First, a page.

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vicc Archives

Vanderbilt: Laboratory for health care reform

Apr. 15, 2011—Vanderbilt University Medical Center is a laboratory for health care reform. Increasingly, Vanderbilt researchers are applying their expertise in informatics, genomics, drug discovery, basic science and clinical medicine to the solution of critical problems in patient care. Bedside checklists and electronic “dashboards” developed at Vanderbilt, for example, enable doctors and nurses to chart in exquisite...

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Soy foods not a risk for breast cancer survivors

Apr. 12, 2011—After years of confusion about the safety of soy food consumption by breast cancer survivors, a large new study found that eating soy foods did not increase the risk of cancer recurrence or death among breast cancer survivors. The study was presented at the American Association for Cancer Research (AACR) annual meeting in Orlando, Fla....

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Cancer Center study snuffs out menthol myths

Mar. 24, 2011—People who smoke mentholated cigarettes are no more likely to develop lung cancer or die from the disease than are smokers of non-mentholated brands, a new study shows.

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Vanderbilt-Ingram Cancer Center launches online genetic research tool

Mar. 3, 2011—A new online tool enables cancer patients and researchers to track the latest developments in personalized cancer medicine and connect with clinical research trials.

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Protein related to aging holds breast cancer clues

Feb. 1, 2011—The most common type of breast cancer in older women – estrogen and progesterone receptor (ER/PR) positive breast cancer – has been linked to a protein that fends off aging-related cellular damage. A new study led by Vanderbilt-Ingram Cancer Center researcher David Gius now shows how a deficiency in this aging-associated protein may set the...

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Breast cancer patients with strong social network live longer

Jan. 31, 2011—Breast cancer patients who have a strong social support system in the first year after diagnosis are less likely to die or have a recurrence of cancer, according to new research from Vanderbilt-Ingram Cancer Center and the Shanghai Institute of Preventive Medicine. The study, led by first author Meira Epplein, assistant professor of medicine, was...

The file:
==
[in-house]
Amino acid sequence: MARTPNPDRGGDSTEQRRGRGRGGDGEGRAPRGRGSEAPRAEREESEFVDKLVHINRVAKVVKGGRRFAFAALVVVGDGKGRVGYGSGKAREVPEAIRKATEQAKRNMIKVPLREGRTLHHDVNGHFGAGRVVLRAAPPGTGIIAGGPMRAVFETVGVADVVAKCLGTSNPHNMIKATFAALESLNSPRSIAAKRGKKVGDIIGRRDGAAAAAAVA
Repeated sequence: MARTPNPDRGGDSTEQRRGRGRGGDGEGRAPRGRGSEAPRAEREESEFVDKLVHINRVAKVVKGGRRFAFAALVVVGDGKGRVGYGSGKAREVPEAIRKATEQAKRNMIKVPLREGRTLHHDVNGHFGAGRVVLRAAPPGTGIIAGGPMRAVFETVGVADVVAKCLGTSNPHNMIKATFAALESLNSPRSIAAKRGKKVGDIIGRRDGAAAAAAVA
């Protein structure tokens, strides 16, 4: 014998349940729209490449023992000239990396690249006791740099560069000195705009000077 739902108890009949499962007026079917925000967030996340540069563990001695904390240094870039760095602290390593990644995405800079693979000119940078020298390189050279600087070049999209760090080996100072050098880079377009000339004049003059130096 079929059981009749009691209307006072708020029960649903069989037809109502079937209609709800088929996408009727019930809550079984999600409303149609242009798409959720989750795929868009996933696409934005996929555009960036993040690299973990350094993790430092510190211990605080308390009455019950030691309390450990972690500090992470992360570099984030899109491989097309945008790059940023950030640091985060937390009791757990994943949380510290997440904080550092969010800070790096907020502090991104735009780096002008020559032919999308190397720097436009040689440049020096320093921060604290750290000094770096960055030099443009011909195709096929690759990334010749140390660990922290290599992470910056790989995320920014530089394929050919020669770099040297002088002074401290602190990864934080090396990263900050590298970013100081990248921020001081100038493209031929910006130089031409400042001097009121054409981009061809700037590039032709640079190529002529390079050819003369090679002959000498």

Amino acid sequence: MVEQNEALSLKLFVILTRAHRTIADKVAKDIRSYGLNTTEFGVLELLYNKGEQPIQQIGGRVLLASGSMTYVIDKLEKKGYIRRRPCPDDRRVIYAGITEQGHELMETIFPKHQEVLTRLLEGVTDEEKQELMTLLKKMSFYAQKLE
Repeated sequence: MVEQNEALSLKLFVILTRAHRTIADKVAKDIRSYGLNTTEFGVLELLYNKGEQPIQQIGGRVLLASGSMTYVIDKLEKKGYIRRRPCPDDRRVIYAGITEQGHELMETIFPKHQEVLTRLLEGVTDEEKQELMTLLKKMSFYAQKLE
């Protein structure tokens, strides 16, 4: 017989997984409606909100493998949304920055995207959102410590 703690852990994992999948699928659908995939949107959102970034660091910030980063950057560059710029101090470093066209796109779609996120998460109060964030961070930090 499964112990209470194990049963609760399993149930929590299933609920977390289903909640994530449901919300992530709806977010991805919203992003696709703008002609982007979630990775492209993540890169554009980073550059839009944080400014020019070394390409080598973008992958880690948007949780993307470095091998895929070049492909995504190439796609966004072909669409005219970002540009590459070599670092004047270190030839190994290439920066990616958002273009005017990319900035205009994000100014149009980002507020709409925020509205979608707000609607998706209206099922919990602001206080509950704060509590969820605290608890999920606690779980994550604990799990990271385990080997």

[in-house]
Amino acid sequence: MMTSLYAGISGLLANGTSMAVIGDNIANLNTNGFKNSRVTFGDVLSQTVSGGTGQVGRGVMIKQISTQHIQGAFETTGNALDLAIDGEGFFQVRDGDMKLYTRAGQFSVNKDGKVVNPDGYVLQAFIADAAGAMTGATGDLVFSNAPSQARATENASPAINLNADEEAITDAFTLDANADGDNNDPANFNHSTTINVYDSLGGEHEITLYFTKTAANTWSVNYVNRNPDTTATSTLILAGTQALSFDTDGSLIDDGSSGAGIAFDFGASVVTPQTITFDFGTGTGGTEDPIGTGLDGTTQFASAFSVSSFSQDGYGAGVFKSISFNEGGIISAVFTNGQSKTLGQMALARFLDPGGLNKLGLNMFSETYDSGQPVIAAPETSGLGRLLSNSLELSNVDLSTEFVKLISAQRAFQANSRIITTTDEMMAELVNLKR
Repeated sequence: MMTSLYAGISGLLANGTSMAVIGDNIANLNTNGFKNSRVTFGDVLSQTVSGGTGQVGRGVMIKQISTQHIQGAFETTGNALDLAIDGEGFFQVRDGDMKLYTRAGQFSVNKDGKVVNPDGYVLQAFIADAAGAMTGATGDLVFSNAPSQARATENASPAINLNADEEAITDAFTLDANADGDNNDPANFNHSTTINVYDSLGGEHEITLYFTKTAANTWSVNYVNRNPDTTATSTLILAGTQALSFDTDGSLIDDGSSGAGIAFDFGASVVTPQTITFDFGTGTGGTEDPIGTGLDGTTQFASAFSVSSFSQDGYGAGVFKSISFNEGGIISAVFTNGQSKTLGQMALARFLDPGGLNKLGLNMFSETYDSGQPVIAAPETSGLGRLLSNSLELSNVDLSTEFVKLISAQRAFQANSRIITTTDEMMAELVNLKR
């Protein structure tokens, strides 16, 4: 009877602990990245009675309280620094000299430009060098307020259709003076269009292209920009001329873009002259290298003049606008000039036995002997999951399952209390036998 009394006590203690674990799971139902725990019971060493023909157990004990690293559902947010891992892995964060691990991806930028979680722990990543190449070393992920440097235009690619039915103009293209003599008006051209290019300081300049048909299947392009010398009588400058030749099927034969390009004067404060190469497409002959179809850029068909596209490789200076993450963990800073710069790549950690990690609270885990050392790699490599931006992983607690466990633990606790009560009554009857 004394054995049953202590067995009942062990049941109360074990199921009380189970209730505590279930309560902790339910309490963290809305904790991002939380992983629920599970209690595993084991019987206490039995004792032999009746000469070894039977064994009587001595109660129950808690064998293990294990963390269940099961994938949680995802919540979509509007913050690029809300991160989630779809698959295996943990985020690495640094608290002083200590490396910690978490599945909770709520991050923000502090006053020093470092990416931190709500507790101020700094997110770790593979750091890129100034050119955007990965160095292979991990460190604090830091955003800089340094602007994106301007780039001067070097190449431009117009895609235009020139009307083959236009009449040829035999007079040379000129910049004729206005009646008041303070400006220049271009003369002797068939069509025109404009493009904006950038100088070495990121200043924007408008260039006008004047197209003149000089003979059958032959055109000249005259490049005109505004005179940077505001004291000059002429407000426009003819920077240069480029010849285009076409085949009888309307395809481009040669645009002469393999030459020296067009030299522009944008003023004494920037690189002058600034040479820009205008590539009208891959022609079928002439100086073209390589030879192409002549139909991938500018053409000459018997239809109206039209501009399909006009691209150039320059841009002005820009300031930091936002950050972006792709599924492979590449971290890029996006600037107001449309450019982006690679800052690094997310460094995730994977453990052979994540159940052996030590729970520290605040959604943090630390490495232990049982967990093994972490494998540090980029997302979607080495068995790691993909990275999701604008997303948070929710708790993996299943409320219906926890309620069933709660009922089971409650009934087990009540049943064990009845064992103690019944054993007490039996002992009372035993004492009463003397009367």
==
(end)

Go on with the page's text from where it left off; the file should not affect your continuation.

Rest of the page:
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Jacobson to retire as leader of Vanderbilt University Medical Center; Balser named as successor

Mar. 30, 2009—Dr. Harry R. Jacobson will retire as vice chancellor for health affairs at Vanderbilt University June 1, and Dr. Jeffrey Balser, dean of the School of Medicine, will succeed him, Chancellor Nicholas S. Zeppos announced today.

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Vanderbilt biochemist receives 2009 Sigma Xi award

Jan. 29, 2009—Brandt F. Eichman, assistant professor of biological sciences and biochemistry at Vanderbilt University, has received Sigma Xi's Young Investigator Award.

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Southerners living in U.S. cancer belt; Vanderbilt-Ingram Cancer Center researchers study causes of malignancy

Jul. 21, 2008—The South is known for many things: hot, steamy summers, iced tea laced with sugar and friendly people with a tendency to welcome strangers. But beneath the veneer of Southern hospitality and gracious living lurks a silent killer: cancer. Vanderbilt-Ingram Cancer Center researchers have their own name for the southern region of the United States: the "cancer belt."

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President names Jennifer Pietenpol to National Cancer Advisory Board

Jun. 16, 2008—President George W. Bush has appointed Jennifer A. Pietenpol, director of Vanderbilt-Ingram Cancer Center, to the National Cancer Advisory Board. Pietenpol, the B.F. Byrd Jr. Professor of Oncology at Vanderbilt-Ingram, will serve a six-year term through March 9, 2014.

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Vanderbilt professor named chair of biomedical engineering

Mar. 26, 2008—Todd D. Giorgio, professor of biomedical engineering, has been named chair of the Department of Biomedical Engineering at Vanderbilt University.

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Racial Disparities Persist for Colonoscopy Screenings

Mar. 26, 2008—African-Americans are far more likely to be diagnosed with and to die from colorectal cancer than whites or other minority groups. Despite this increased risk, a new study led by Vanderbilt University Medical Center researchers found that African-Americans are far less likely to undergo colonoscopy screening than whites, even when both groups have a family history of colorectal cancer. The study was published in the March 24 issue of the Archives of Internal Medicine.

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Recent Stories from VUMC News and Communications Publications

Keeping pace: Nashville, once a mid-size city with a Southern small-town feel, is experiencing explosive growth.

Vanderbilt Medicine

Keeping pace: Nashville, once a mid-size city with a Southern small-town feel, is experiencing explosive growth.

VUMC campus

VUMC campus

Vanderbilt University School of Medicine entrance

Vanderbilt University School of Medicine entrance

Vanderbilt University Adult Hospital with helipad

Vanderbilt University Adult Hospital with helipad

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